Another video shown to the jury was an interview Winning did with a news journalist outside court after he was sentenced over the drink driving offence.

In the interview, Winning said he was embarrassed and ashamed of the drink driving, but claimed his innocence with the official corruption charge.

He said he had “no intent to corrupt anybody” and it was “a drunken mischievous joke”.

‘Buying’ his way out of trouble: prosecution

Crown Prosecutor Nigel Rees told the jury Winning was clearly trying to buy his way out of trouble and, despite his intoxicated state, had the intent to bribe the officers.

“The video interaction with police speaks for itself,” Mr Rees said.

“This accused offers money … he has a fistful of 50s while saying, ‘I can’t buy my way out of this, can I?’

“He is offering the officers money, knowing he’s intoxicated, knowing he shouldn’t be driving, knowing he’s in trouble.

“It’s not a joke. He went to the trouble of pulling out the money and showing it to the officer … this is an offer to buy himself out of trouble.”

Mr Rees argued that Winning, through his admission in the interview with the journalist, he was attempting to make a joke with the officers, which proved he knew what he was doing and that he had the intent to the bribe officers.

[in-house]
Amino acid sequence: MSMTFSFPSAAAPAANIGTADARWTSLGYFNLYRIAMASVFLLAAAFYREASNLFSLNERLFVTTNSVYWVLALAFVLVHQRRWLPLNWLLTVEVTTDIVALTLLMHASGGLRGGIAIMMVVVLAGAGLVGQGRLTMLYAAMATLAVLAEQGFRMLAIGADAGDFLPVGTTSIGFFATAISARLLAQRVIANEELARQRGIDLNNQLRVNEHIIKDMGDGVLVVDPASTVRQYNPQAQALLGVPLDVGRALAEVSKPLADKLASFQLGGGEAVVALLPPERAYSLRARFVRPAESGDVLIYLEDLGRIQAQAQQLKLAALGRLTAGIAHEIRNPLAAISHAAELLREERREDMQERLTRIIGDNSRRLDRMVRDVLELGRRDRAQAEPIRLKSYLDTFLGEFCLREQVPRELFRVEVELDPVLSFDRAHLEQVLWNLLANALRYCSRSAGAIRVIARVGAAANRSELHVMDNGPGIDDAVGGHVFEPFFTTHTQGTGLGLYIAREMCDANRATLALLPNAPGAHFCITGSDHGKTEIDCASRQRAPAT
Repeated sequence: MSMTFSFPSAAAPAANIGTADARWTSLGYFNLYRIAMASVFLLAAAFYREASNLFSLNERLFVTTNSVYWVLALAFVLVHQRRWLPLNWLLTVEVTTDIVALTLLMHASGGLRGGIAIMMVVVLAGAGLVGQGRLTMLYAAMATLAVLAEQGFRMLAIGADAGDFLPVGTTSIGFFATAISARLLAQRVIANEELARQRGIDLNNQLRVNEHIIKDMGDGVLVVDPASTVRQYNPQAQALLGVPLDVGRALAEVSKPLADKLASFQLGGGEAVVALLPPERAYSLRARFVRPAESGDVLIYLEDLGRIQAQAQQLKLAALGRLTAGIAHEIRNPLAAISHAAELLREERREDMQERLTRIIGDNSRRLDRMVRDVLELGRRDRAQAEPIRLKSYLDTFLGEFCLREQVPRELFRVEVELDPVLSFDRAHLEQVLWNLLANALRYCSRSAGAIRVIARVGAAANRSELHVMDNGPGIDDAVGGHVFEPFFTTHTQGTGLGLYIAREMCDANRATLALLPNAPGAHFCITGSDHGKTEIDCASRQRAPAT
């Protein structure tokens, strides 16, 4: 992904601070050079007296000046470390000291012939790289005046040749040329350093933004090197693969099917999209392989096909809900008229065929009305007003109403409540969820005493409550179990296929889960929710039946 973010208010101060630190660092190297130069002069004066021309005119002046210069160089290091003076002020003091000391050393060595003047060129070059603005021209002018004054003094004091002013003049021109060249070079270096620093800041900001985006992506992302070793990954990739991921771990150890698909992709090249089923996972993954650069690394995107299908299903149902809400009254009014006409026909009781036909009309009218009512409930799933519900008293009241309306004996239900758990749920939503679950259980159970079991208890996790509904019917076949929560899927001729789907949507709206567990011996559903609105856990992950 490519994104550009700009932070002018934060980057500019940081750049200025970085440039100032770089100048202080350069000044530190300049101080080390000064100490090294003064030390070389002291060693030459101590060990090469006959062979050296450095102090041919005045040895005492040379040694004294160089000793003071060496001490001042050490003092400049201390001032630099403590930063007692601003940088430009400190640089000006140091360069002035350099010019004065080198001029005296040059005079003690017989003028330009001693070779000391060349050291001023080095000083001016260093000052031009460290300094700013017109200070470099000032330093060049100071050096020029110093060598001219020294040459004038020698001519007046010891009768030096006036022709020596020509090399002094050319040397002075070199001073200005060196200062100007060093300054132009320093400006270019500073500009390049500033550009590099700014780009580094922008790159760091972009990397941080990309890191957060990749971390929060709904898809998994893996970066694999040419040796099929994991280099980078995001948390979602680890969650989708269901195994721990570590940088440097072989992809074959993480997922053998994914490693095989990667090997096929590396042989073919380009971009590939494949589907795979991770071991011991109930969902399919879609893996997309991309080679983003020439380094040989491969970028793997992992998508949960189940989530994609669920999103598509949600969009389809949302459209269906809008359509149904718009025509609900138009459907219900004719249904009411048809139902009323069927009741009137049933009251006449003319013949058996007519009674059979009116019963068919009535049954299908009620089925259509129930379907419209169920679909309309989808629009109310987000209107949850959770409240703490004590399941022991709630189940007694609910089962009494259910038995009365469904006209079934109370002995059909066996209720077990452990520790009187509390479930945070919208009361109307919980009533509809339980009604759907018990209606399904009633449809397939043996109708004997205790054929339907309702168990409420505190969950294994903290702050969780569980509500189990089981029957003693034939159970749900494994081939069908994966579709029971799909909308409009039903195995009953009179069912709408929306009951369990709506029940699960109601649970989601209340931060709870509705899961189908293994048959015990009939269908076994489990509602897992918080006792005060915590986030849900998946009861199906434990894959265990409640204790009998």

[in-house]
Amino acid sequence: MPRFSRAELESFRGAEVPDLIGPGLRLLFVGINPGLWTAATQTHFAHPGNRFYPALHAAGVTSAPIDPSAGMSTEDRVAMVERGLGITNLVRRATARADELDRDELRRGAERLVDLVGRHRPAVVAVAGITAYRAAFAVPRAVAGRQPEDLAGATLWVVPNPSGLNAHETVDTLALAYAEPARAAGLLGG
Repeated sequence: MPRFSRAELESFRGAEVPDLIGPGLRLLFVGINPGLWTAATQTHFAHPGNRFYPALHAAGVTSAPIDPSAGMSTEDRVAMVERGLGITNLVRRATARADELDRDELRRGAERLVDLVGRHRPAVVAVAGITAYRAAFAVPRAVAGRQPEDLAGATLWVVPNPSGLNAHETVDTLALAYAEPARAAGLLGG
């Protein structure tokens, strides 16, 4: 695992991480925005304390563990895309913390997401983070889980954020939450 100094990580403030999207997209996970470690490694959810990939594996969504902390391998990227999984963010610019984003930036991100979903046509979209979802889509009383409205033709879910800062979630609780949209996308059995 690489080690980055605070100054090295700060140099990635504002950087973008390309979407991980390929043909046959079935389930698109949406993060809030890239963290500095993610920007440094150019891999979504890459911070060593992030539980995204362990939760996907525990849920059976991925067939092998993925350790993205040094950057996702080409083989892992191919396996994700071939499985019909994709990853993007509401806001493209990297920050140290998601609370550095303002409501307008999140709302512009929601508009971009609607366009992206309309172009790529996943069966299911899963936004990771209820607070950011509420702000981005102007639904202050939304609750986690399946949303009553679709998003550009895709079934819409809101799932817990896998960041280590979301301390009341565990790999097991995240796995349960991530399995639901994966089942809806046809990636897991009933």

‘Not thinking clearly’: defence

Defence Barrister Craig Eberhardt told the jury Winning’s comment was just the drunk “ramblings” of an old man, with no intent of actual corruption.

“A great many people have said and done crazy stuff … after giving the Bundy a good nudge,” Mr Eberhardt said.

“People say things they would never say when they’re sober, people say things they do not mean.

“In essence, that’s what this case is all about; the piss ramblings of an old drunk man.”

Mr Eberhardt argued Winning’s comment did not hold the significance the prosecution put on it.

“He wasn’t thinking too clearly that night in all sorts of ways,” Mr Eberhardt said.

“He got in a car, he could hardly walk, drifted off in the middle of sentences

“And so you need to bear in mind we are not talking about the actions of a person who is stone cold sober.”

Guilty verdict: ‘You should have known better’

The jury took just over three hours to find Winning guilty of one count of official corruption.

He was sentenced to nine months’ prison, wholly suspended for 18 months.

In sentencing, Judge Craig Chowdhury said the maximum penalty for a charge of official corruption was seven years’ jail, however Winning’s case was on the lower end of offending.

He said Winning had been a solicitor for 34 years and should have been aware of the seriousness of his actions.

“You should have known better than anyone, the seriousness of what you were doing,” Judge Chowdhury said.

“I have no doubt if you hadn’t have drunk as much as you had you probably would never have done it … despite that, it’s not an excuse.

“You took a chance and unfortunately that chance has now landed you in the District Court as a convicted criminal.”

Judge Chowdhury said Winning would also lose his practicing solicitor’s certificate as a result of the sentence.

“You have brought disgrace not only upon yourself but on your profession.”